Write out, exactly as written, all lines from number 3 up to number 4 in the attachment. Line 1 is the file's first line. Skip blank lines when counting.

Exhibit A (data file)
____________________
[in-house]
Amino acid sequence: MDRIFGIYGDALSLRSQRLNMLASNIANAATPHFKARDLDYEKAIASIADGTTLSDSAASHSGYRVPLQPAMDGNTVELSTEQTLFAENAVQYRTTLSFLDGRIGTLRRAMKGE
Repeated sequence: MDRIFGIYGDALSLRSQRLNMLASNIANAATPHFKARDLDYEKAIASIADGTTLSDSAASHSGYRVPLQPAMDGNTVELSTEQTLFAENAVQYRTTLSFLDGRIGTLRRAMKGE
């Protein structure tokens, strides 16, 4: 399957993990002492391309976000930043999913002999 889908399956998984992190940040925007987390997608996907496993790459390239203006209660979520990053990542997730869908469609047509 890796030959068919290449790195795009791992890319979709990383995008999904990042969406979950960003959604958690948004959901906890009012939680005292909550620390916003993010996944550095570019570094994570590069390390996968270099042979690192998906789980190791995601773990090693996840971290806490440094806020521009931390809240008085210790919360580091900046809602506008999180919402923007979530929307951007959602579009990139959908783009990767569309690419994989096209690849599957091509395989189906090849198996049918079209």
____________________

Repeated sequence: MDRIFGIYGDALSLRSQRLNMLASNIANAATPHFKARDLDYEKAIASIADGTTLSDSAASHSGYRVPLQPAMDGNTVELSTEQTLFAENAVQYRTTLSFLDGRIGTLRRAMKGE
């Protein structure tokens, strides 16, 4: 399957993990002492391309976000930043999913002999 889908399956998984992190940040925007987390997608996907496993790459390239203006209660979520990053990542997730869908469609047509 890796030959068919290449790195795009791992890319979709990383995008999904990042969406979950960003959604958690948004959901906890009012939680005292909550620390916003993010996944550095570019570094994570590069390390996968270099042979690192998906789980190791995601773990090693996840971290806490440094806020521009931390809240008085210790919360580091900046809602506008999180919402923007979530929307951007959602579009990139959908783009990767569309690419994989096209690849599957091509395989189906090849198996049918079209």